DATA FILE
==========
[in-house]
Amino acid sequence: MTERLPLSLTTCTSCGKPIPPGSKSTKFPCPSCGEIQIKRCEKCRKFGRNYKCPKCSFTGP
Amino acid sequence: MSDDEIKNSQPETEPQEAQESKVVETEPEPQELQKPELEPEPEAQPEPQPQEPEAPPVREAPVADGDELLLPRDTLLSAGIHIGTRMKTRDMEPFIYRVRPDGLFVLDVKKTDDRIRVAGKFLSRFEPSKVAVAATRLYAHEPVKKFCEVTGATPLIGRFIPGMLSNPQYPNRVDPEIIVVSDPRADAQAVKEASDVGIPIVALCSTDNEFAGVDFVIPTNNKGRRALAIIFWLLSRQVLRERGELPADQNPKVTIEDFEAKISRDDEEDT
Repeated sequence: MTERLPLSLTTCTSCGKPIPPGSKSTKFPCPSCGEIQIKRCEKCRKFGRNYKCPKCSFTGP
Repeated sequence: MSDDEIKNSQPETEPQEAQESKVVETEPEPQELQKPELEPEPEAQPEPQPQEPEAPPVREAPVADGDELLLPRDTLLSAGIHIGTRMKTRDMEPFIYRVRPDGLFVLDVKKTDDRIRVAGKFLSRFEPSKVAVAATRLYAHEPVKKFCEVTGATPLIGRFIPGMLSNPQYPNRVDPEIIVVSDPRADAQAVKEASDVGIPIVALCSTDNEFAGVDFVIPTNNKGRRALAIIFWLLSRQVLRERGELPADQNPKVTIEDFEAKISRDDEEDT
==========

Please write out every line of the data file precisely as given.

[in-house]
Amino acid sequence: MTERLPLSLTTCTSCGKPIPPGSKSTKFPCPSCGEIQIKRCEKCRKFGRNYKCPKCSFTGP
Amino acid sequence: MSDDEIKNSQPETEPQEAQESKVVETEPEPQELQKPELEPEPEAQPEPQPQEPEAPPVREAPVADGDELLLPRDTLLSAGIHIGTRMKTRDMEPFIYRVRPDGLFVLDVKKTDDRIRVAGKFLSRFEPSKVAVAATRLYAHEPVKKFCEVTGATPLIGRFIPGMLSNPQYPNRVDPEIIVVSDPRADAQAVKEASDVGIPIVALCSTDNEFAGVDFVIPTNNKGRRALAIIFWLLSRQVLRERGELPADQNPKVTIEDFEAKISRDDEEDT
Repeated sequence: MTERLPLSLTTCTSCGKPIPPGSKSTKFPCPSCGEIQIKRCEKCRKFGRNYKCPKCSFTGP
Repeated sequence: MSDDEIKNSQPETEPQEAQESKVVETEPEPQELQKPELEPEPEAQPEPQPQEPEAPPVREAPVADGDELLLPRDTLLSAGIHIGTRMKTRDMEPFIYRVRPDGLFVLDVKKTDDRIRVAGKFLSRFEPSKVAVAATRLYAHEPVKKFCEVTGATPLIGRFIPGMLSNPQYPNRVDPEIIVVSDPRADAQAVKEASDVGIPIVALCSTDNEFAGVDFVIPTNNKGRRALAIIFWLLSRQVLRERGELPADQNPKVTIEDFEAKISRDDEEDT